Back in the Plaza, shooting a couple of pictures, I’m greeted by a tall, slender fellow with bare feet, sitting on a park bench with his open notebook. We talk briefly. He lectures on finance, professionally, but is often here. He’s working on a book – for children, possibly in comic-book style – on investing, and specifically on arranging your investments to match up somewhat with your convictions. It’s an unlikely and interesting concept. He turns out to be from a small and interesting town in British Columbia. Here some years ago, he first tried the ayahuasca – and it changed his life. I told him I’d just been chatting with a woman about that.
“I don’t know if she said this, but it’s marvelous. I took it, and it completely opened my mind, my heart. It’s the one thing I know that I wish everyone I know would experience it.” He plans to do some again in a few days, and I find myself regretting that I won’t yet be back from Puerto Maldonado.
As we discuss drugs and healing, the gulf between finance / law / banking /litigation and where we sit now, and how we feel about the world around us, two little girls pester us to buy the omnipresent little cloth bracelets for one sole. We decline. One girl keeps telling Bradley he has a sole for her. I point out, “El no tiene zapatas!” She grins, but finds his sandals and holds one up. The two girls are so sweet that I can’t resist a photo, for which I’m to pay them a sole each. I offer a two-sole piece, but the numeral on the front is slightly obscured, and they tell me it’s counterfeit. (Folks are like that here: this morning the travel agent taking our money for the Madre de Dios outing rejected a U.S. $20 bill that had a minuscule bite out of one corner.) I have a sole and a half-sole coin, and the questionable S./ 2, and invite them to choose: the purported S./2 or the certain S./ 1.50, but they happily manage to take both the S./ 2 coin and the S./ 1 coin.
I shoot a photo of Bradley, telling him he can use it as the author-photo on his book – showing him at work, barefoot in Cusco on a park bench.
I’m thinking about drugs. Their uses and abuses, their power. The way in which, years ago, the occasional peyote trip seemed a beautiful and therapuetic aspect of life. How long it’s been.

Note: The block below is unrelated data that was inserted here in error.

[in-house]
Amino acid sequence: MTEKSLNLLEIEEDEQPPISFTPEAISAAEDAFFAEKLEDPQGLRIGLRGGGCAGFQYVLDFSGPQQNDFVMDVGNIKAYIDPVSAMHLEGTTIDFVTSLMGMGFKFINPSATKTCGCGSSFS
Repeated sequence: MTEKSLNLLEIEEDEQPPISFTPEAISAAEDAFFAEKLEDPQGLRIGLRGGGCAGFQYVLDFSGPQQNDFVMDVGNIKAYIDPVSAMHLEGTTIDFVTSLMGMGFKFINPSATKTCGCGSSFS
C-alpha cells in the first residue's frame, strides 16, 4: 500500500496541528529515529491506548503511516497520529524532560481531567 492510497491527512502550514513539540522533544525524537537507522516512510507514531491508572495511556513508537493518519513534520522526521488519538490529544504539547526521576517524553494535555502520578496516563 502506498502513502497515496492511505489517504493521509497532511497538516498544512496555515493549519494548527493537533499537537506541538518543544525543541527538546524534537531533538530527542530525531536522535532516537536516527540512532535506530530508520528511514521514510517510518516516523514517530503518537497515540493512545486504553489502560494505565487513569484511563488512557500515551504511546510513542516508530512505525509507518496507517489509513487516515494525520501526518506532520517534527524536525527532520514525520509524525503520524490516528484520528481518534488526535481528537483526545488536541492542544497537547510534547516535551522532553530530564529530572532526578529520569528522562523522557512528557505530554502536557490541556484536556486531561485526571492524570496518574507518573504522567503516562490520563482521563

I also feel good. Casual jokes with the young man who sold me the phone, perhaps the blessing, a chance meeting with an acquaintance, and this pleasant conversation with a stranger . . . the day is taking a somehow welcoming shape to it. A fine, warm afternoon on the Plaza de Armas. There is no urgency to anything. The warm sun ripens the melancholy of separation into a rediscovery of my solitude.
I wander into the Catedral – or, more precisely, into the small church on the left of this cathedral complex, of which the Catedral in the center forms the largest, oldest, and most significant building. (It’s flanked by the _________ on the left and by the Iglesia de Triunfo on the right.)
The Catedral de Cusco quickly fascinates me. I am not religious; and the feelings it inspires in me are not religious, exactly. I’m fascinated with the history, the art, and the odd wrinkles in this unique collaboration of cultures. The audio guide they give me as I start turns out to be quite precise and well-organized.
As noted elsewhere, most of my visits to ruins and historical places occur outdoors. Indoors I have a short attention span. Put another way, if I can’t ride a motorcycle through it or take some pictures, it may not capture my attention.
I mention this to emphasize how much I liked the Catedral. Perhaps my sombre mood contributed; at the ends of relationships we are often both in pain and rather excited by the change in our lives; certainly our experiences are often more vivid than at less turbulent emotional moments. At any rate, I thoroughly enjoy wandering through the Catedral.